The Best Concerts In Houston This Week: Jill Scott, David Grissom, Robbie Fulks & Redd Volkaert, Jonathan Tyler, etc.
Photo courtesy of Atlantic Records
Bayou Music Center, August 12
Jill Scott confirmed her status as one of R&B’s leading ladies when her last album, 2011’s The Light of the Sun, went to No. 1 on the Billboard 200, powered by her hit duet with Anthony Hamilton, “So In Love.” It was a long climb to the top for the Philadelphia native, co-author of the Roots’ “You Got Me” although it’s Erykah Badu’s voice you hear on the group's 1999 hit. However, the next year’s debut Who Is Jill Scott? — produced by another Philly legend, DJ Jazzy Jeff himself — answered that question resoundingly: a confident, funny singer, gifted both verbally and vocally, who seamlessly incorporated her background as a spoken-word poet even as her music flowed freely between jazz, classic soul, hip-hop, funk and gospel. Also an actress who has appeared in everything from Broadway plays, Tyler Perry movies and the lead role in HBO’s The No. 1 Ladies’ Detective Agency, Scott jumped from Warner Bros. to Atlantic for last month’s Woman, but fans didn’t seem to mind the switch — or the four-year layoff — when it became her second No. 1 album in a row.
Under the Volcano, August 12
Every Texas music fan has his or her own favorite guitarist (probably several), but David Grissom's name doesn't come up in that conversation often enough. True, he has plenty of fans who remember when his technically flawless but passionate fretwork anchored Joe Ely's legendary Live at Liberty Lunch-era band or, later, Storyville. But even those people may not realize he was the musical director of the Dixie Chicks' 2003 "Top of the World" tour, or that between Ely and Storyville he did three records and the concordant tours with John Mellencamp. More recently, Grissom guested on Buddy Guy's 2011 LP Living Proof and has been crafting solo albums such as last year's How it Feels to Fly, giving him an opportunity to bring his arena-level talents (and electric band) to cozy West U bar Under the Volcano.
JB & the Moonshine Band
Dosey Doe Music Cafe, August 13
JB & the Moonshine Band is fully stocked with God and guns, the kind of guys who got saved at age five but still check in weekends at the county jail, and indeed called their first two albums Ain’t Goin’ Back to Jail and Beer For Breakfast. The Tyler quartet can go for the Yeti-packing hellraiser crowd (“Light It Up”) as good as anybody out there, but are equally skilled at pitching woo (“Mixtape,” the title track to their brand-new third LP) or asking the eternal question, “How can I miss you if you won’t go away?” Even so, what elevates Mixtape to the cream of the recent Texas-country crop are side-two cuts “Shotgun, Rifle & a .45,” sobriety anthem “Wagon” and “Where’s Woody Guthrie?” — songs that reveal JB and company are armed to the teeth not only with ammunition, but principles.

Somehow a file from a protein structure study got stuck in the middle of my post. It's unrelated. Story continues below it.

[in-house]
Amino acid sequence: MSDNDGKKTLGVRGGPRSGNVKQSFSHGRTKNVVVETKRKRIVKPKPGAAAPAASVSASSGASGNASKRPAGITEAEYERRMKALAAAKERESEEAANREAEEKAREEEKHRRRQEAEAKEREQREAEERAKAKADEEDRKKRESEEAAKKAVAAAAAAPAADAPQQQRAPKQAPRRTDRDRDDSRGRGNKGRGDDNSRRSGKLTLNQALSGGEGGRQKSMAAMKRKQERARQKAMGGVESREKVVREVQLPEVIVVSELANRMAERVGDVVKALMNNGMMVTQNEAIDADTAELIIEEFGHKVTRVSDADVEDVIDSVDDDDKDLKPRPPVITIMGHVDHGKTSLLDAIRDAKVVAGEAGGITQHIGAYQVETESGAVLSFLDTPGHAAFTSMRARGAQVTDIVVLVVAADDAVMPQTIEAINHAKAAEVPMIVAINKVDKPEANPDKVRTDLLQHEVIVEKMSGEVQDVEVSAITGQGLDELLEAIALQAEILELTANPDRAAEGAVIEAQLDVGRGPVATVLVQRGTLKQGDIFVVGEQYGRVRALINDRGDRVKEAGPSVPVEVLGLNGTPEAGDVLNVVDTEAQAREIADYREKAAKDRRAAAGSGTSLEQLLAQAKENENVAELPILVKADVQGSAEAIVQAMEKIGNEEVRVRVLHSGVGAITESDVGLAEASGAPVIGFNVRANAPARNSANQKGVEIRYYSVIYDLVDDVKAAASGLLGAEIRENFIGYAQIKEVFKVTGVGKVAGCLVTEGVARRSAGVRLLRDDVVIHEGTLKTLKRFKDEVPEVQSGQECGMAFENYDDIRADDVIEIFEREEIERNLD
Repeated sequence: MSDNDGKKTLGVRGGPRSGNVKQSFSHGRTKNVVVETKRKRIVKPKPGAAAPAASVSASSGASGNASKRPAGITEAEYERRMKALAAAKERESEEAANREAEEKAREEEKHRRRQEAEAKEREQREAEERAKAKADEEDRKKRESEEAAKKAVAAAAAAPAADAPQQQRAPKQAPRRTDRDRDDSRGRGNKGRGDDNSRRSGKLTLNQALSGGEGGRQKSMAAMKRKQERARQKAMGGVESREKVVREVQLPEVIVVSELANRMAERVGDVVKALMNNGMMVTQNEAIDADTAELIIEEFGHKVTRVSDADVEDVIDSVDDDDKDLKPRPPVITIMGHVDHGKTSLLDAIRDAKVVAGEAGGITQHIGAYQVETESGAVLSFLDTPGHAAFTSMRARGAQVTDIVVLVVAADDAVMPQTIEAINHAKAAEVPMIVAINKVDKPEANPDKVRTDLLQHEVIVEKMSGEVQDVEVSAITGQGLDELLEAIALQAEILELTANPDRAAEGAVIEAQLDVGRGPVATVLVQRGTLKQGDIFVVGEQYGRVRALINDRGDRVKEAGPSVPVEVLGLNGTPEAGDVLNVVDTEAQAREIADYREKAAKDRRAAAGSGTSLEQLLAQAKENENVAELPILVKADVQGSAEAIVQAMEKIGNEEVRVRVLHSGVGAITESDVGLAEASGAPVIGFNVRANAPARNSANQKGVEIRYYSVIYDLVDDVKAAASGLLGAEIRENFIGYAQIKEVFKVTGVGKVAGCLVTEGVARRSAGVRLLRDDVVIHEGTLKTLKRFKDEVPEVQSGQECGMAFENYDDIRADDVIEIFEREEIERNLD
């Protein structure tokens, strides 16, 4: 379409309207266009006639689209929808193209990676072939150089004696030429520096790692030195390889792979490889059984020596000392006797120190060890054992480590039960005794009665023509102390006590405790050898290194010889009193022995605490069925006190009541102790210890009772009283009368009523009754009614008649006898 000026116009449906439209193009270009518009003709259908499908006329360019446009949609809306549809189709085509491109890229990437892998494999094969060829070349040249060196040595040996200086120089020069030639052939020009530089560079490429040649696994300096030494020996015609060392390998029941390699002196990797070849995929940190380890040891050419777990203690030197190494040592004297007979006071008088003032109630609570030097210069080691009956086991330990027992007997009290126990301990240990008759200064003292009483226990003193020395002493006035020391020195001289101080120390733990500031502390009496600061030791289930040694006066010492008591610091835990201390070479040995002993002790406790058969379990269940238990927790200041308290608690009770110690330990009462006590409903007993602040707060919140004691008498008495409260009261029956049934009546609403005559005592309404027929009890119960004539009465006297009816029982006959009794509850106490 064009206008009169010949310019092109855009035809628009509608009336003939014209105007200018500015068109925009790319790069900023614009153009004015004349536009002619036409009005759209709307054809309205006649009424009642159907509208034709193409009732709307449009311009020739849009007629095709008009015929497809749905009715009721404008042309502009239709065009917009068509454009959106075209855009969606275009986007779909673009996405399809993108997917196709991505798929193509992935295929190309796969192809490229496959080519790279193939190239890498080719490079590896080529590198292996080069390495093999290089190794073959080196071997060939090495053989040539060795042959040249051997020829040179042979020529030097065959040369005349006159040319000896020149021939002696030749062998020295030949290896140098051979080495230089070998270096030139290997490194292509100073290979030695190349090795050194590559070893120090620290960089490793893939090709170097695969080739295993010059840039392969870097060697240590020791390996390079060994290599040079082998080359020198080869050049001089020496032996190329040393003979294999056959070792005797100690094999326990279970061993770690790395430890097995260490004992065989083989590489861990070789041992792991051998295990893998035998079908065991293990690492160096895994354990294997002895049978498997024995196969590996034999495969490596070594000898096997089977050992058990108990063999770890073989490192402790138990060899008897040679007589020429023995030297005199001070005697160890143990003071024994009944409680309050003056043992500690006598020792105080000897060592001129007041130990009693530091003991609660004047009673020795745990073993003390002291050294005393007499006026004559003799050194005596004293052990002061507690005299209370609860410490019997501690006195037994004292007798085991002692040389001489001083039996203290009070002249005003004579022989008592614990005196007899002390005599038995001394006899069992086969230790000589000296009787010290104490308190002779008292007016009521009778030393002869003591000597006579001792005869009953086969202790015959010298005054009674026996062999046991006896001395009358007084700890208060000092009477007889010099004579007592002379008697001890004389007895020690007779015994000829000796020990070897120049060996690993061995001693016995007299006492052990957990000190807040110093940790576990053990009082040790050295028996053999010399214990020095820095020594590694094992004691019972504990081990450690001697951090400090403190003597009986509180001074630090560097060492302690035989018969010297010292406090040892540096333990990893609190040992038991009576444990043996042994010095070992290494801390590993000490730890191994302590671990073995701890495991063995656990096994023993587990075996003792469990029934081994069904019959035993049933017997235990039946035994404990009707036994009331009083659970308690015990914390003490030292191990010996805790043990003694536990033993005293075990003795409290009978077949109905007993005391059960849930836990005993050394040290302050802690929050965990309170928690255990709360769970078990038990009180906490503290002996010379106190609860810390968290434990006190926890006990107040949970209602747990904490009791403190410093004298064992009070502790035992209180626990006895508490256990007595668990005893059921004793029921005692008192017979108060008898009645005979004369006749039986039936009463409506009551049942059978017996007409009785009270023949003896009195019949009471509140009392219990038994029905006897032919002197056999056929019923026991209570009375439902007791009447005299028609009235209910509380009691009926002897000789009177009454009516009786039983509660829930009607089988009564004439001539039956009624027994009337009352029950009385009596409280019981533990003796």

Robbie Fulks, Redd Volkaert
McGonigel's Mucky Duck, August 13
Thursday is the wrong night to play “Stump the Band.” Chicago’s Robbie Fulks has been a linchpin of alt-country since the mid-‘90s thanks to albums like Country Love Songs and Couples In Trouble, but before his sharp-witted songs like “Every Kind of Music But Country” and “Took a Lot of Pills and Died” made him a sort of H.L. Mencken with a twang, he learned the songwriting trade inside and out — most pointedly, what not to do — as a Music Row staff writer, he spent several years polishing his fretboard (not a euphemism) in the rarefied Special Consensus bluegrass band. His stage partner Thursday needs no introduction for anyone well-versed in Telecaster lore: Redd Volkaert’s flyin’ fingers have backed up Merle Haggard, Dale Watson, Bill Kirchen’s Twangbangers and too many other country legends to mention. He’s also the six-string slayer of Heybale!, the Austin honky-tonk mainstays whose longstanding Sunday-night Continental Club gig has many a two-stepper dreading Monday morning.
Photo by Lindsay Lohden/Courtesy of HBPR
Dosey Doe, August 13
Former rock next big thing Jonathan Tyler has just moved back to his native Dallas from California, and is adjusting to life after a major label after things didn’t quite work out with 2010 Atlantic debut Pardon Me. The album failed to catch fire but Tyler got caught up in the rock and roll whirlwind anyway; he even lost the naming rights to his now-former backing band, the Northern Lights, along the way. But on followup LP Holy Smokes, released last week, Tyler makes up for lost time by adding plenty of old-fashioned life experience to his sizzling latter-day electric blues-rock. He crows “I got saved” on soul-surging opener “Hallelujah,” duets with Nashville bad girl Nikki Lane on the Townes Van Zandt classic “To Live’s to Fly,” and rears back for good-time romps like the Faces-esque “Honey Pie” and Zep stomper “Riverbottom.” Rock and roll loves a good redemption song, and Holy Smokes is full of them.
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